The Dream Museum

“You’ll be a disappointment till the day I die.” Mom loved me to death but . . . One time, we got into a big row. She said something I didn’t really like, …

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“You’ll be a disappointment till the day I die.”

Mom loved me to death but . . .

One time, we got into a big row. She said something I didn’t really like, she said . . . I was a ridiculous failure.

I hit her in the face.

When the cops came I got down on my knees and prayed out loud to the Virgin to forgive me and have mercy on me. I started singing “Ave Maria.”

When he finished talking to Mom, they talked a long time, the older cop told me, “If this happens again, kid, you’ll rot in a cell forever.”

I tried kissing his hand but he ripped it away.

Another time (I’d knocked her over) Mom reached for the phone but I grabbed it and threw it in the toilet. She threatened to walk to the police department but didn’t. She just swore at me and called me a failure.

Well, I got depressed after that. I kept thinking “FAILURE. FAILURE. FAILURE.” Rubbing my temples.

I stayed in my room a few days. Mom finally came in.

“What a mess,” she said.

I pulled a blanket over my head.

“Useless,” she said. “Completely useless. What am I going to do with you? ”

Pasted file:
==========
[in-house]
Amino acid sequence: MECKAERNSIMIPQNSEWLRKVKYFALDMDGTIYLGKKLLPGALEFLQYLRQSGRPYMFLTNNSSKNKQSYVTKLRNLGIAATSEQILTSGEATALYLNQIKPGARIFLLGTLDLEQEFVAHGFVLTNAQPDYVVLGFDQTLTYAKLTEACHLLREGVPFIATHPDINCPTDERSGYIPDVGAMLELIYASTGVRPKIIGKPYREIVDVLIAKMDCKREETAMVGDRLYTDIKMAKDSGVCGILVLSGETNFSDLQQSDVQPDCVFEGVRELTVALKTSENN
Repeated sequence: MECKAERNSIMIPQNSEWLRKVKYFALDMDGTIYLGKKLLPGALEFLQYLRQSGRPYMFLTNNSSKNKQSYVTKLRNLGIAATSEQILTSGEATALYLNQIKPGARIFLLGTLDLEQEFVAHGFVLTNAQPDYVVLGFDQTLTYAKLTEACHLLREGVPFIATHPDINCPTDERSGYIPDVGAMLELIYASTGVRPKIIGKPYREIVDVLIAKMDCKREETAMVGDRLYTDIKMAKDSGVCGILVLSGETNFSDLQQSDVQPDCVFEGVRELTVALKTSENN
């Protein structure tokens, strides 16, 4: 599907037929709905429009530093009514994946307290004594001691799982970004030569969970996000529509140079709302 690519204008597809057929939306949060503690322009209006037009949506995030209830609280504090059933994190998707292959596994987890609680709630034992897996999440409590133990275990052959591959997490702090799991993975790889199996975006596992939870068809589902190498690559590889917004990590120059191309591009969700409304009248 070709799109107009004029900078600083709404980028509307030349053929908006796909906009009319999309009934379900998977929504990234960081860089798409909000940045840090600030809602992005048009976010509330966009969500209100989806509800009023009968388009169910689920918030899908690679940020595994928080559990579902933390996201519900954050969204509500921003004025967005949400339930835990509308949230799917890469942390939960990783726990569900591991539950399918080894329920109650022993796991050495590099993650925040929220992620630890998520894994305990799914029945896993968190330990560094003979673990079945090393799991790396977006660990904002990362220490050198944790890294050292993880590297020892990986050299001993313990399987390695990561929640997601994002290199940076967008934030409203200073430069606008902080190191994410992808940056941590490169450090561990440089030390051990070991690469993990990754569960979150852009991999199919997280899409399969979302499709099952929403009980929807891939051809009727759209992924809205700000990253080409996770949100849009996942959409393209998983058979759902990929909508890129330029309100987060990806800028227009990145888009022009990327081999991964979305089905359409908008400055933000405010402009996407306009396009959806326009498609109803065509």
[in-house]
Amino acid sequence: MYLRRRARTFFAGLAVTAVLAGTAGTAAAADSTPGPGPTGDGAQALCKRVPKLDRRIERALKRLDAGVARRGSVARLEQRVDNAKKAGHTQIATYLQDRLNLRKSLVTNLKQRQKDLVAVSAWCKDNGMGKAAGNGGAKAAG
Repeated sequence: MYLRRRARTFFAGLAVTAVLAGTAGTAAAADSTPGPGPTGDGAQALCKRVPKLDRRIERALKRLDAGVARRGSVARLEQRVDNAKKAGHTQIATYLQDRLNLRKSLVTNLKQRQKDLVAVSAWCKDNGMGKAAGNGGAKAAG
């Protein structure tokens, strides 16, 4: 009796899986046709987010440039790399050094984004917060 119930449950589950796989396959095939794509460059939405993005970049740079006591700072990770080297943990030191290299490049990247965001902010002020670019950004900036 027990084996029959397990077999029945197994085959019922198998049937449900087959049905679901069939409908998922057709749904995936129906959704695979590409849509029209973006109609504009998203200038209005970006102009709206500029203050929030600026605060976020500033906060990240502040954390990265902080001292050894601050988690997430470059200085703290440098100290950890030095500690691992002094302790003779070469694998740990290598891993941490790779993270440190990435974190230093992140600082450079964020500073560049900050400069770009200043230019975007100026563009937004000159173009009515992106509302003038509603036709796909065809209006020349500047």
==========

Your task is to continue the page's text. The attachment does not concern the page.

“I’ve got big dreams,” I said.

“And small talent.”

I wanted to annihilate her but I stayed in bed praying to the Virgin to help me make it. If I prayed long enough, I knew I’d make it. It was just a matter of time.


One night I was performing at Linguini’s. As I sang “The Train Kept a’ Rollin,’” I started getting into it. I started beating my chest and tearing my clothes off.

A lot of people laughed but it didn’t discourage me. I was used to negativity.

I noticed—a guy at the bar, an older guy, had been watching me pretty closely. He hadn’t laughed once. When I finished, I went over to thank him.

He just smoked his cigar as I went on and on.

Some ash fell in his beer but he kept drinking it.

“You’ve got something,” he said at last.

“Talent? ” I said.

He took a long drag.

“You’ve got something,” he said again.

I couldn’t help it, the tears started shooting out. I took his hand and kissed it.

He took my hand and shook it.

“Barry de Milo,” he said.

He reached in his jacket pocket for something.

It was a contract.


The first gig Barry got me was at a Baptist picnic.

I started with “Be Still My Soul.” I did it in a rockabilly style.